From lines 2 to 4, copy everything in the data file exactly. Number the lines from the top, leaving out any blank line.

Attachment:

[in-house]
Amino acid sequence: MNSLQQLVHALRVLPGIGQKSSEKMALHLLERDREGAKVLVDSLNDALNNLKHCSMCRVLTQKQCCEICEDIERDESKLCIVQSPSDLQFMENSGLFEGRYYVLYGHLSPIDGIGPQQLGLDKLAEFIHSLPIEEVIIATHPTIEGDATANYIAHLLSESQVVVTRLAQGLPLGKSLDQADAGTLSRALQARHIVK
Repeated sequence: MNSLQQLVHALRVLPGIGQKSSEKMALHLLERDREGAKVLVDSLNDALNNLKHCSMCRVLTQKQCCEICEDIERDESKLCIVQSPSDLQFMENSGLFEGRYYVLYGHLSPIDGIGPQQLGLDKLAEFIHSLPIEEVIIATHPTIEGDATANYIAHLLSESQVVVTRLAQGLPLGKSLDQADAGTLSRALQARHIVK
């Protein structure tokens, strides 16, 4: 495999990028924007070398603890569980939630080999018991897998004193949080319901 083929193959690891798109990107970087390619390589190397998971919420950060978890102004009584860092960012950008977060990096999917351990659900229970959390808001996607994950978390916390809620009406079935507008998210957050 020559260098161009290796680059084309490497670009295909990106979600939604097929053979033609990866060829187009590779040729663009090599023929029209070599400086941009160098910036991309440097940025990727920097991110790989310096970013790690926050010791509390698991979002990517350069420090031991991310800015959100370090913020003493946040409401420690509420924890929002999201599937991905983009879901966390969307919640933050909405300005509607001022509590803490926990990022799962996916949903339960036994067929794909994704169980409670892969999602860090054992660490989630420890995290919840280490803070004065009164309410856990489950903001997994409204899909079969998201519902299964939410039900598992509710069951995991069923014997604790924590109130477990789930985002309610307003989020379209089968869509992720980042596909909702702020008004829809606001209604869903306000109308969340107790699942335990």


Amino acid sequence: MNSLQQLVHALRVLPGIGQKSSEKMALHLLERDREGAKVLVDSLNDALNNLKHCSMCRVLTQKQCCEICEDIERDESKLCIVQSPSDLQFMENSGLFEGRYYVLYGHLSPIDGIGPQQLGLDKLAEFIHSLPIEEVIIATHPTIEGDATANYIAHLLSESQVVVTRLAQGLPLGKSLDQADAGTLSRALQARHIVK
Repeated sequence: MNSLQQLVHALRVLPGIGQKSSEKMALHLLERDREGAKVLVDSLNDALNNLKHCSMCRVLTQKQCCEICEDIERDESKLCIVQSPSDLQFMENSGLFEGRYYVLYGHLSPIDGIGPQQLGLDKLAEFIHSLPIEEVIIATHPTIEGDATANYIAHLLSESQVVVTRLAQGLPLGKSLDQADAGTLSRALQARHIVK
């Protein structure tokens, strides 16, 4: 495999990028924007070398603890569980939630080999018991897998004193949080319901 083929193959690891798109990107970087390619390589190397998971919420950060978890102004009584860092960012950008977060990096999917351990659900229970959390808001996607994950978390916390809620009406079935507008998210957050 020559260098161009290796680059084309490497670009295909990106979600939604097929053979033609990866060829187009590779040729663009090599023929029209070599400086941009160098910036991309440097940025990727920097991110790989310096970013790690926050010791509390698991979002990517350069420090031991991310800015959100370090913020003493946040409401420690509420924890929002999201599937991905983009879901966390969307919640933050909405300005509607001022509590803490926990990022799962996916949903339960036994067929794909994704169980409670892969999602860090054992660490989630420890995290919840280490803070004065009164309410856990489950903001997994409204899909079969998201519902299964939410039900598992509710069951995991069923014997604790924590109130477990789930985002309610307003989020379209089968869509992720980042596909909702702020008004829809606001209604869903306000109308969340107790699942335990």